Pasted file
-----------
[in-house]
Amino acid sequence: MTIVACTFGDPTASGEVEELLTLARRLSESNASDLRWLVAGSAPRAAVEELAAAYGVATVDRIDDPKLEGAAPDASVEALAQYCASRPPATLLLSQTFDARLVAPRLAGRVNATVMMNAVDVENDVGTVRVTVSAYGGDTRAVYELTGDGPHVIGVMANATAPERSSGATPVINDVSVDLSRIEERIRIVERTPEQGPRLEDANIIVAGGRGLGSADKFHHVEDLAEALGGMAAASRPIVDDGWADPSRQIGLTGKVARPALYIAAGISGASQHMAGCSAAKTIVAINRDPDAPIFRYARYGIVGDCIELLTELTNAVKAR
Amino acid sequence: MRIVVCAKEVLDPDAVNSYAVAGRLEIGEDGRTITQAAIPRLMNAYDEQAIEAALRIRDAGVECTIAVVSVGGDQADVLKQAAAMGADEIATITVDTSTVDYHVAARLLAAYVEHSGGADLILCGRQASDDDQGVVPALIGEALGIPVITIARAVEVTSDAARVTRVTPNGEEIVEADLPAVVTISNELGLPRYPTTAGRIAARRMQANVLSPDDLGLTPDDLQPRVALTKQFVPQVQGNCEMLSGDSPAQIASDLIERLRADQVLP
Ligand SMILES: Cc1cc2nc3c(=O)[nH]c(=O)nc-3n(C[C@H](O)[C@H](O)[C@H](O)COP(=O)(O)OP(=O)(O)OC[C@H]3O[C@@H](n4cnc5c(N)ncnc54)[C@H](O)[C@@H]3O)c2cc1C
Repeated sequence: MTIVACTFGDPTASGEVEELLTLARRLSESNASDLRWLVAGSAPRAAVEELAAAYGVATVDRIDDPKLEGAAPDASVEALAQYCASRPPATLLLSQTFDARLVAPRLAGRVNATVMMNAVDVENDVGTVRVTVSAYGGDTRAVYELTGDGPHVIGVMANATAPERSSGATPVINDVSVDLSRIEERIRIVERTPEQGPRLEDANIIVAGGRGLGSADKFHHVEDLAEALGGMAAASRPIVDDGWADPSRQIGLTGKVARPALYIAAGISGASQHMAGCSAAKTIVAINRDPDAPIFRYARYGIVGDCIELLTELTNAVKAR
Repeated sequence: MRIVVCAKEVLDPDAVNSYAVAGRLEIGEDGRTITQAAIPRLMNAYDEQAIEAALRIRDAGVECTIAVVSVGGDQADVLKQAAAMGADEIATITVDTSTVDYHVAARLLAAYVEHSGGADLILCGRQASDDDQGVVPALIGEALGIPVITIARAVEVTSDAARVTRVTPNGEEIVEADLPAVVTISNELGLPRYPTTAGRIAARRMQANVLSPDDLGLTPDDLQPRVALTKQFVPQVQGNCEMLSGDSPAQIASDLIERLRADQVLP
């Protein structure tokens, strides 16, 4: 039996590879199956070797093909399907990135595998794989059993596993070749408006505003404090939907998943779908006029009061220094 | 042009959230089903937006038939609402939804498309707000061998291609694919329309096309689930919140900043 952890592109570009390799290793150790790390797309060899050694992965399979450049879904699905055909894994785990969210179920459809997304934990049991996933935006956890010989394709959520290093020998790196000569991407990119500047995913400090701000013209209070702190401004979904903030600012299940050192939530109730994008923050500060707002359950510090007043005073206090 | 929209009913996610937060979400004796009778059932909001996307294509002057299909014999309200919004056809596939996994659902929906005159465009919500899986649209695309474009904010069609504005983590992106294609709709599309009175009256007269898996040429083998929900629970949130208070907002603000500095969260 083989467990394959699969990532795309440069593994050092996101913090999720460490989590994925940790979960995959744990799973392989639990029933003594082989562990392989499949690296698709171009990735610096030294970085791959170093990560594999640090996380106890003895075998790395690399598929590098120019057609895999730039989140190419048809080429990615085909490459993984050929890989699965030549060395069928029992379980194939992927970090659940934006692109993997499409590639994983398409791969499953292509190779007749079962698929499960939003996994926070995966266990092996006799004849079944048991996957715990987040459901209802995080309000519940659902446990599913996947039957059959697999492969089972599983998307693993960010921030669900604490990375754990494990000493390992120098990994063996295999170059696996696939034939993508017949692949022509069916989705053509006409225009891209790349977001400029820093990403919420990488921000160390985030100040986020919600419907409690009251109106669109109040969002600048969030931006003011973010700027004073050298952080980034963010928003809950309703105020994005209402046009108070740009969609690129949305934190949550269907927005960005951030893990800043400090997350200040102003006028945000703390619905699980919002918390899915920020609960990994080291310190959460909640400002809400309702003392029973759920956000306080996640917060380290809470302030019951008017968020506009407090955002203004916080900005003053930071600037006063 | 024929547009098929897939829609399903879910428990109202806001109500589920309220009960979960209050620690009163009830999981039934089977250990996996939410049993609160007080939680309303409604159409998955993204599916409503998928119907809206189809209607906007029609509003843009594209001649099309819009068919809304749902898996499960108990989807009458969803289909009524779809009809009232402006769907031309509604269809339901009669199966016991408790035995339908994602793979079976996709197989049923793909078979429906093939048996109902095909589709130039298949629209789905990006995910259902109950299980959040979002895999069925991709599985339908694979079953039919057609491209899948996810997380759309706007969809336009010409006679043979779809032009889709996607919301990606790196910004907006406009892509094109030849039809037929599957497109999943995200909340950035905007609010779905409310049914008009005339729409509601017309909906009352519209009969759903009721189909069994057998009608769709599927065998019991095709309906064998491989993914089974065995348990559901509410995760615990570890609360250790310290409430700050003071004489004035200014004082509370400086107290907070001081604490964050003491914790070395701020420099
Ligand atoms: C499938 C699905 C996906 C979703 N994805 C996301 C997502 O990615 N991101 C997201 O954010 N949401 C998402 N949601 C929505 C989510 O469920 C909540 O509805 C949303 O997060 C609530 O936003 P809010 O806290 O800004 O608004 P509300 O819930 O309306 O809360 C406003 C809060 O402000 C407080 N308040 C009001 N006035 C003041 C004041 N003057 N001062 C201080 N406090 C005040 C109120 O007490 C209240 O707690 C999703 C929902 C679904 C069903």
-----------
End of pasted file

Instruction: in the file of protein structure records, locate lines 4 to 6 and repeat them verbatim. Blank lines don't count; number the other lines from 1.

Ligand SMILES: Cc1cc2nc3c(=O)[nH]c(=O)nc-3n(C[C@H](O)[C@H](O)[C@H](O)COP(=O)(O)OP(=O)(O)OC[C@H]3O[C@@H](n4cnc5c(N)ncnc54)[C@H](O)[C@@H]3O)c2cc1C
Repeated sequence: MTIVACTFGDPTASGEVEELLTLARRLSESNASDLRWLVAGSAPRAAVEELAAAYGVATVDRIDDPKLEGAAPDASVEALAQYCASRPPATLLLSQTFDARLVAPRLAGRVNATVMMNAVDVENDVGTVRVTVSAYGGDTRAVYELTGDGPHVIGVMANATAPERSSGATPVINDVSVDLSRIEERIRIVERTPEQGPRLEDANIIVAGGRGLGSADKFHHVEDLAEALGGMAAASRPIVDDGWADPSRQIGLTGKVARPALYIAAGISGASQHMAGCSAAKTIVAINRDPDAPIFRYARYGIVGDCIELLTELTNAVKAR
Repeated sequence: MRIVVCAKEVLDPDAVNSYAVAGRLEIGEDGRTITQAAIPRLMNAYDEQAIEAALRIRDAGVECTIAVVSVGGDQADVLKQAAAMGADEIATITVDTSTVDYHVAARLLAAYVEHSGGADLILCGRQASDDDQGVVPALIGEALGIPVITIARAVEVTSDAARVTRVTPNGEEIVEADLPAVVTISNELGLPRYPTTAGRIAARRMQANVLSPDDLGLTPDDLQPRVALTKQFVPQVQGNCEMLSGDSPAQIASDLIERLRADQVLP